Tag Archives: B

SHAFT

John Shaft might have first appeared on screen nearly thirty
years ago, but he’s still one cool dude. Actually the hero of
John Singleton’s smart, sassy reinvigoration of the 1970s
series isn’t the original Shaft at all, but his nephew, a New
York City cop of all things, who chucks his badge in revulsion
at a judicial system that lets a racist killer off the hook
and becomes a lone wolf vigilante, as his uncle had been. But
the spirit and style of the new flick is very much one with
that of the earlier three pictures based on Ernest Tidyman’s
character, and the result is not just a successful bit of
nostalgia but a vibrant, classy sample of American pulp
entertainment in its own right. It’s also a triumphant
reassertion of the promise that John Singleton showed in his
first film, the powerful “Boyz N the Hood” (1991); the young
director stumbled badly in his sophomore feature, the dreary,
pretentious “Poetic Justice” (1993), and his third effort,
“Rosewood” (1997), didn’t get the approbation it deserved
(despite some flaws, it was a intriguingly mythic tale), but
here he shows himself in fine command again.

Singleton’s helped, of course, by a tight, exciting script
marked by Richard Price’s flair at capturing the gritty
atmosphere of urban life and streetwise patois while providing
spurts of macabre humor and stylish violence; working together
beautifilly, Price and Singleton (along with co-writer
Shane Salerno) nail the tone that a twenty-first century
“Shaft” should have, in the form of a happily convoluted plot
involving not only the hero’s crusade to get his man but also
elements dealing with a damsel in distress, police corruption,
the power of wealth in the judicial system and drug gangs.
What’s remarkable is that although the narrative is quite
complex, the writers and director manage to keep it clear and
crisp; only rarely will a viewer ponder why something’s
happening. And Isaac Hayes’ familiar throbbing score keeps
things moving splendidly.

The cast excels, too. Samuel L. Jackson brings his patented
blend of offhanded charm and underlying menace to the title
character, achieving a sense of street nobility that’s just
perfect for the character. He’s seconded in a few scenes by
Richard Roundtree, smooth and suave as the uncle who’s still
in the mix and still in shape. The younger Shaft also has
some amusing assistants, most notably a wild-eyed, jive-spouting
driver played by Busta Rhymes, who gets a good many chuckles
even if at times he seems an updated version of Antonio “Huggy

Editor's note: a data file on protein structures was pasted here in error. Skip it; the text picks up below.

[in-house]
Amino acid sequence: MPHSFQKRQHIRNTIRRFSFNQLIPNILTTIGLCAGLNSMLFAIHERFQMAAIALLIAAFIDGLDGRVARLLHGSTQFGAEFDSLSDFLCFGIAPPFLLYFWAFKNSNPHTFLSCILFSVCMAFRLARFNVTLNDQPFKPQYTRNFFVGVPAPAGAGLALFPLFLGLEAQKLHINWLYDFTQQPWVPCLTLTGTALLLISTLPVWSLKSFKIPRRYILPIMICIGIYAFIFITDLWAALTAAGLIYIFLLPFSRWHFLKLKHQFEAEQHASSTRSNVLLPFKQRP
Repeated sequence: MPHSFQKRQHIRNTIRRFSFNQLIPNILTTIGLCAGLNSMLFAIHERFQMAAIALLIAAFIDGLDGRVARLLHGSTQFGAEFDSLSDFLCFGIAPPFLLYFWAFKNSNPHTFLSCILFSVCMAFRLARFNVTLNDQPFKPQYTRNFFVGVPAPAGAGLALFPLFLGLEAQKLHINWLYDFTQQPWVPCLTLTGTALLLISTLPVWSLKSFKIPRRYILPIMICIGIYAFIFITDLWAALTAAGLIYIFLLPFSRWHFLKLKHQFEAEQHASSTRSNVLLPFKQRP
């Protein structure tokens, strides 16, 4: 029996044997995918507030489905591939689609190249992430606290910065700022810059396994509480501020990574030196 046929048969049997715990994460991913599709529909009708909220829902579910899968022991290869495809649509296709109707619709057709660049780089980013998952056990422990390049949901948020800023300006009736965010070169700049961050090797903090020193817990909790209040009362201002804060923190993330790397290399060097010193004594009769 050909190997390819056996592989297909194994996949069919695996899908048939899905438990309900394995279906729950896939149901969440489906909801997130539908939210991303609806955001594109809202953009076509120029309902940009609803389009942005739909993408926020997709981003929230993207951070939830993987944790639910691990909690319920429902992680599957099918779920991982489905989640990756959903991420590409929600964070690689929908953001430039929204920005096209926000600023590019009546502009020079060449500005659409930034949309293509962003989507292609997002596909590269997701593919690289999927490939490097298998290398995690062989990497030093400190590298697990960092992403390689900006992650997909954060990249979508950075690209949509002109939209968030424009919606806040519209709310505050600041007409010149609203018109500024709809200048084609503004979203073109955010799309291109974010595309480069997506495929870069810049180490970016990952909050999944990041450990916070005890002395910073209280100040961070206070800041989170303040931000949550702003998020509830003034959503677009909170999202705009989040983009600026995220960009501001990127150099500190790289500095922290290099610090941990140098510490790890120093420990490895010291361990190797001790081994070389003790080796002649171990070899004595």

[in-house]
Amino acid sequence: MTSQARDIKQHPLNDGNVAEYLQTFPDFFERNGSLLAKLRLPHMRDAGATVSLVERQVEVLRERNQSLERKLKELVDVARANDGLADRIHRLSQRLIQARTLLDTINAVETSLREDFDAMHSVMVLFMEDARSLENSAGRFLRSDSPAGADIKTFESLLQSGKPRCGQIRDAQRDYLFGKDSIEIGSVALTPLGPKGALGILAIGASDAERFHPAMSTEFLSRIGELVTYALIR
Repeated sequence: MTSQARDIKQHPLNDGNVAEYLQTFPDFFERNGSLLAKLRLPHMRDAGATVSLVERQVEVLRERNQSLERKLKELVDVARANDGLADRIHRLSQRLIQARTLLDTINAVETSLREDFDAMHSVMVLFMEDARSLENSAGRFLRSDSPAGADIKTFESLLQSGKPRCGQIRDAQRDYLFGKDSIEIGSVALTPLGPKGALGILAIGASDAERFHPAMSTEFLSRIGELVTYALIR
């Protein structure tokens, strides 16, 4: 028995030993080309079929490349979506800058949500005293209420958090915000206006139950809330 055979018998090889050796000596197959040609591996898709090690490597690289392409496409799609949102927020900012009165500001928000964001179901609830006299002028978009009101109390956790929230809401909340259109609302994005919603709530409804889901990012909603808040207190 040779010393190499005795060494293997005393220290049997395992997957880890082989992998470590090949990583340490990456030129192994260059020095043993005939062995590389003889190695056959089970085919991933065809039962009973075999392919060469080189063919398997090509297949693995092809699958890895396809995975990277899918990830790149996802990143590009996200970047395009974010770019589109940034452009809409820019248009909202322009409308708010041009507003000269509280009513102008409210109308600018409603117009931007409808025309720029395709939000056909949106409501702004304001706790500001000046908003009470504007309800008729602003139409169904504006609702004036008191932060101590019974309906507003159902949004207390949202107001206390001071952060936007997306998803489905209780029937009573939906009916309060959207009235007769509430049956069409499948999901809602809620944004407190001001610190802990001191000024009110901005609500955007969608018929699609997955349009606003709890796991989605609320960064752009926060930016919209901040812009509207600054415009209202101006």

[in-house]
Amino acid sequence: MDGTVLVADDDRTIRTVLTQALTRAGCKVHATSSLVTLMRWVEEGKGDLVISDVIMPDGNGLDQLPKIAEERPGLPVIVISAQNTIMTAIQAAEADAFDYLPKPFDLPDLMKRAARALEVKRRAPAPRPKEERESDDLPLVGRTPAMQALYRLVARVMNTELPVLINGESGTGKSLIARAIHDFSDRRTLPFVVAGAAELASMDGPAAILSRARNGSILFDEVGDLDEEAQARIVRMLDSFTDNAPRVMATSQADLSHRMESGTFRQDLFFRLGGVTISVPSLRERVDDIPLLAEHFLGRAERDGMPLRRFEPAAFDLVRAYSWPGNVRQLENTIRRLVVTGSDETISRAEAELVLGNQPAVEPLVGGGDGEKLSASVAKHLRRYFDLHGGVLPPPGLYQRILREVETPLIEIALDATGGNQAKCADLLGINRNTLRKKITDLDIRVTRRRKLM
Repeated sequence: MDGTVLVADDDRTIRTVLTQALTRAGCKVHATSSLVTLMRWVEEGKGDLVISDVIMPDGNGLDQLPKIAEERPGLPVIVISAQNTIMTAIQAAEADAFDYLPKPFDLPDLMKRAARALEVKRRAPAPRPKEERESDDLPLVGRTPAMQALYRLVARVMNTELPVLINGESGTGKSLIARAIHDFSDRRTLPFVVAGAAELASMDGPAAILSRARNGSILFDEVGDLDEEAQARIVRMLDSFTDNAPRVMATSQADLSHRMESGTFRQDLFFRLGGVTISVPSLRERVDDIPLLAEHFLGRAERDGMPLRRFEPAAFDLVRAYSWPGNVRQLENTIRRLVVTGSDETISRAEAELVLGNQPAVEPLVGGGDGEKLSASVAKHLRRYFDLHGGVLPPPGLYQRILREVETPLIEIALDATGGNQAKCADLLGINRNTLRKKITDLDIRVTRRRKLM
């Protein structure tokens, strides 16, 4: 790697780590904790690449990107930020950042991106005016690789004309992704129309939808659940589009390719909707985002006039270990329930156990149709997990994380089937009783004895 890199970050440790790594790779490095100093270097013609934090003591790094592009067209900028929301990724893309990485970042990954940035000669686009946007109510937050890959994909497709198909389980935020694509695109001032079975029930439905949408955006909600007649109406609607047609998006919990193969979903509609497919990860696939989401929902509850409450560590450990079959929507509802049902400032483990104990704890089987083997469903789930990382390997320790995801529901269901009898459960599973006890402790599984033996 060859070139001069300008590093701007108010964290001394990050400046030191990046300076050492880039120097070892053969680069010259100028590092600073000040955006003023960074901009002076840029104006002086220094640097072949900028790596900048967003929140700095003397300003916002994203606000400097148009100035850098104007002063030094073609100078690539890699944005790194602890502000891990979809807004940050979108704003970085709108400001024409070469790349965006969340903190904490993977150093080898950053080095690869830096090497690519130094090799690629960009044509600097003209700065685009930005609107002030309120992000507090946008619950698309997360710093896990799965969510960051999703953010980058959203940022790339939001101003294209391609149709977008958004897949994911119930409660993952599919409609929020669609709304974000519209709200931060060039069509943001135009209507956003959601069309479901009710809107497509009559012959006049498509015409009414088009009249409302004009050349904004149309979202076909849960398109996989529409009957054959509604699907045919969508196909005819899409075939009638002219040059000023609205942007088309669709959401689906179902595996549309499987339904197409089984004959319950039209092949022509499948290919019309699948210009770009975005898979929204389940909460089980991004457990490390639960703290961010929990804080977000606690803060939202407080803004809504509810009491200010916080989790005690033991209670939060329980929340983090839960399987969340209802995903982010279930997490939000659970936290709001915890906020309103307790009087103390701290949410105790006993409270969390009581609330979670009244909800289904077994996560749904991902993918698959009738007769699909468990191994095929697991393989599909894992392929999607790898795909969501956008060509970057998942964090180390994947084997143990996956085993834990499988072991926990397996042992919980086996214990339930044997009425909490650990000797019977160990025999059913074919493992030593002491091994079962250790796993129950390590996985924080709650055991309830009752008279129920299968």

Bear” Fargas from “Starsky and Hutch.” There’s also a nice
turn, for a change, from Vanessa Williams, as a tough female
cop who’s obviously sweet on Shaft.

But it’s the pair of villains that gives the picture its final,
most important lift. Christian Bale, fresh from his amazingly
controlled turn as Bateman in “American Psycho,” uncoils nicely
in this followup, bringing intensity and fearsomeness to the
rich, spoiled racist Walter Wade whom Shaft pursues. Even more
impressive is Jeffrey Wright (the star of “Basquiat”), who
mixes humor and viciousness in flawless proportions as
“Peoples” Hernandez, a local drug lord who links up with Wade
to off a potential witness against him and build up his own
business in the process. Wright gives a witty, impishly evil
spin to the character (and a great accent to boot); the screen
hasn’t seen anything to match it since Benicio Del Toro nearly
stole the show in “The Usual Suspects.”

There are, of course, some flaws here. The members of the
Hernandez gang are presented in the cliched Keystone Crooks
fashion; they fire interminable rounds of ammunition at our
hero, but never manage to hit a thing. (Are there any worse
marksmen in the world than action-movie heavies?) The pace
of the picture occasionally goes a bit flat. The “police
corruption” angle isn’t handled as smoothly as it might be (and
one character’s “return from the dead” isn’t properly explained).
The final confrontation between Shaft and “Peoples” isn’t
nearly as exuberantly staged as one might have expected. And
the last twist seems like something lifted from an old “Law
and Order” episode.

These are relatively minor problems, however. Recent years have
seen a plethora of bad remakes of old films and dismal
bigscreen versions of beloved television shows, but this time,
they’ve gotten things just about right. “Shaft” offers an even